meeting of influential countries in Geneva on Saturday in an effort
to revive the plan.
But the announcement came only after Mr. Annan had made concessions
over which countries would attend. Conspicuously absent from the list
of the nations invited were Iran, the strongest regional ally of Mr.
Assad, and Saudi Arabia, a prominent supporter of Mr. Assad’s enemies.
Mr. Annan, who had said he wanted the Iranians to be part of such a
meeting, offered no explanation for why they were not invited. Asked
about it later, the chief United Nations spokesman, Martin Nesirky,
told reporters in New York that Mr. Annan “has been clear about the
need for Iran to be part of the solution” and that Mr. Annan would
brief the Iranians about the outcome of the Geneva meeting.
Mr. Nesirky declined to comment on speculation that Hillary Rodham
Clinton, the American secretary of state, had threatened to cancel
her participation if Iran were invited.
There was no immediate comment from Iran on its exclusion from the
Geneva meeting. But Tehran’s ambassador to the United Nations,
Mohammad Khazaee, said that Iran supported Mr. Annan’s peace plan and
that “a very important fact that cannot be ignored by anybody is the
influence and constructive role that the Islamic Republic of Iran has
in the region.”
“So if some powers do not want to benefit from this influence and
constructive role, that’s their problem,” he continued. “And this is
another indication of their actually neglecting the realities on the
The aim of the meeting is to “identify the steps and measures to
secure full implementation” of Mr. Annan’s six-point plan and to
bring “an immediate cessation of violence in all forms,” Mr. Annan
said in the statement, released at the United Nations’ offices in
Geneva. The meeting will also seek to unite the countries behind
proposals for a Syrian-led political transition “that meets the
legitimate aspirations of the Syrian people,” the statement said.
Along with Mrs. Clinton, Mr. Lavrov of Russia will attend, as well as
the foreign ministers of Britain, China and France, the other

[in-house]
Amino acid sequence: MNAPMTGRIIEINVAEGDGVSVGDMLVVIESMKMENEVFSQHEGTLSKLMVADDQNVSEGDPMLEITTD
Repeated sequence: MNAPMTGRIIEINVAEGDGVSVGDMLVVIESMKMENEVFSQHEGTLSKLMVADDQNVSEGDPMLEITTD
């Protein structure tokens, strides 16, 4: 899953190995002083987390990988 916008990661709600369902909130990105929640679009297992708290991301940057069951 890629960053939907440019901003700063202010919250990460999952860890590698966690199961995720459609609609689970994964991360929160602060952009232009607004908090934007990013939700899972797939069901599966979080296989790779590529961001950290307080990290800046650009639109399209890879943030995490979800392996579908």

permanent members of the Security Council. Also invited are
emissaries from Iraq, Kuwait, Qatar, Turkey, the European Union and
the Arab League, as well as Ban Ki-moon, the United Nations secretary
The compromise formula, diplomats in Geneva said, was to limit
attendance from the Middle East to countries that held a position
with the Arab League: Iraq as head of the league’s summit meeting,
Kuwait as head of its Council of Foreign Ministers and Qatar as head
of its follow-up committee on Syria.
Mr. Annan has repeatedly warned that the conflict, which began as a
peaceful Arab Spring opposition movement against Mr. Assad in March
2011, is threatening to plunge Syria and its neighboring countries
into a sectarian conflagration.
The outcome will partly depend on whether the United States and
Russia can bridge their differences over Syria. The United States has
demanded that Mr. Assad step down. Russia, the main military supplier
to Mr. Assad’s government, has rejected any solution in which
political change in Syria is imposed by outside powers.
Ellen Barry reported from Moscow, Nick Cumming-Bruce from Geneva, and
Rick Gladstone from New York.
This article has been revised to reflect the following correction:
Correction: June 28, 2012
An earlier version of this article incorrectly stated that the
Russian foreign minister, Sergey V. Lavrov, was speaking in Tunis. He
was in Moscow. (Copyright 2012 The New York Times Company 06/29/12)
Return to Top
MATERIAL REPRODUCED FOR EDUCATIONAL PURPOSES ONLY